Childhood-onset depression is an impairing and often recurrent and persistent disorder that impacts current and later development resulting in high personal, social, and economic costs. Despite the costs of early-onset depression, the emphasis in current practice parameters on an initial course of psychosocial treatment, and extensive research on adolescent depression, we currently lack randomized controlled trials evaluating psychosocial treatments for children with depressive disorders. The present application aims to address this gap in knowledge regarding optimal psychosocial treatment strategies for children suffering from depressive disorders. We propose a 2-site randomized controlled trial to evaluate the efficacy of Family Focused Treatment (FFT), as compared to an individual client-centered psychotherapy (IP) modeled after "usual" community care. This application builds on and extends work conducted through our initial NIMH treatment development grant in which we developed and manualized the FFT and carried out a preliminary trial demonstrating that the FFT resulted in significant improvements in depression outcomes, global functioning, and reductions in parent reported internalizing, externalizing, and total problems, with gains persisting and strengthening by the 9-month post-treatment follow-up. FFT adopts an interpersonal model for understanding how depressive symptoms are maintained, emphasizes developing family skills/strategies for altering interpersonal processes, and works on building a family environment that supports recovery and enhances stress resistance and resilience. This approach may be particularly appropriate to the developmental needs of depressed children, given their dependence on parents, the potential of FFT to address the needs of multiple family members, and our data supporting benefits on depression, functioning, and other co-occurring symptoms. The proposed project will enroll 140 children (ages 8-12) with depressive disorders (major depression and/or dysthymic disorder). Children will be randomly assigned to receive a 14-week trial of either FFT or IP. At study entry, immediately post-treatment, and at a 9-month post-treatment follow-up all participants will undergo intensive evaluation of clinical state and psychosocial and family functioning. We hypothesize that FFT will be associated with quicker recovery from depression, greater improvement in symptoms and psychosocial functioning, and reduction in associated symptoms/syndromes (anxiety and oppositional disorders). Follow-up evaluations will examine maintenance of treatment gains. Potential moderating (Expressed Emotion, presence of comorbid externalizing disorder) and mediating (family functioning, parental depression) variables will be evaluated. To enhance external validity and facilitate recruitment of a large, diverse sample, the study will be conducted at two sites -- Boston University and UCLA. Childhood-onset depression is an impairing and often recurrent and persistent disorder that impacts current and later development resulting in high social and economic costs, and development of efficacious treatments is of critical importance. Family-Focused Treatment (FFT), developed to specifically target depressed pre- adolescents and their families, presents an interpersonal model for understanding how depressive symptoms are maintained, emphasizes developing family skills/strategies for altering interpersonal processes, and works on building a family environment that supports recovery and enhances stress resistance and resilience. The goal of the current application is to conduct a randomized controlled trial of FFT for the treatment of depressed school-aged youth.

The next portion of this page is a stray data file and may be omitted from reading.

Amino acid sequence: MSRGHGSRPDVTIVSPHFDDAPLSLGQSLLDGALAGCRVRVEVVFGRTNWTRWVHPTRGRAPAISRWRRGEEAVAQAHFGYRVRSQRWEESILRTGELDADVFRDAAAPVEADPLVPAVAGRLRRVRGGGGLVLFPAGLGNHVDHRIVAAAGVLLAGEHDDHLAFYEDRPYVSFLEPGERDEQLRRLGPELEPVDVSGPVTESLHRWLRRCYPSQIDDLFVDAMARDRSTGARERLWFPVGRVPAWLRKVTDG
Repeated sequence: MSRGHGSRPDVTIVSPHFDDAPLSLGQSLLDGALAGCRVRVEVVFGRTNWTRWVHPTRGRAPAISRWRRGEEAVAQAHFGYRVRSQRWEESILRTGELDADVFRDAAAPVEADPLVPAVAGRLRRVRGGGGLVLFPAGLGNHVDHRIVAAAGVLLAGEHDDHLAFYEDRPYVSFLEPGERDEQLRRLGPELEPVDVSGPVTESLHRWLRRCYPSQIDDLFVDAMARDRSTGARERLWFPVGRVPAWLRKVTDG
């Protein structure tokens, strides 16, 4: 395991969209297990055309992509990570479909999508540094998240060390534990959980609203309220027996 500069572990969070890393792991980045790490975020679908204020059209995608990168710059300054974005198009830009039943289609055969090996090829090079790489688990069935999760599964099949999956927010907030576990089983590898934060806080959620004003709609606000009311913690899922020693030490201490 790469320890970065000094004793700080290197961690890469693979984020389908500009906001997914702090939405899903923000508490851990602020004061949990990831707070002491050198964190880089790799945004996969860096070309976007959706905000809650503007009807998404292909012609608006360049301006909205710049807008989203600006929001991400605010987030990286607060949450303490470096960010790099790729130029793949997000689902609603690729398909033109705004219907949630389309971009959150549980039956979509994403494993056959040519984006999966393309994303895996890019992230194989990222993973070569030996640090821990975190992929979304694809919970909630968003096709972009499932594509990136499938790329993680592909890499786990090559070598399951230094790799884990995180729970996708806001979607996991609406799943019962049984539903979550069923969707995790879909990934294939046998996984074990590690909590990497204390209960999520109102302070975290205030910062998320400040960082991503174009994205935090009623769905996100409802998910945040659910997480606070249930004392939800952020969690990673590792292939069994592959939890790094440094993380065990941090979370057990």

Public Health Relevance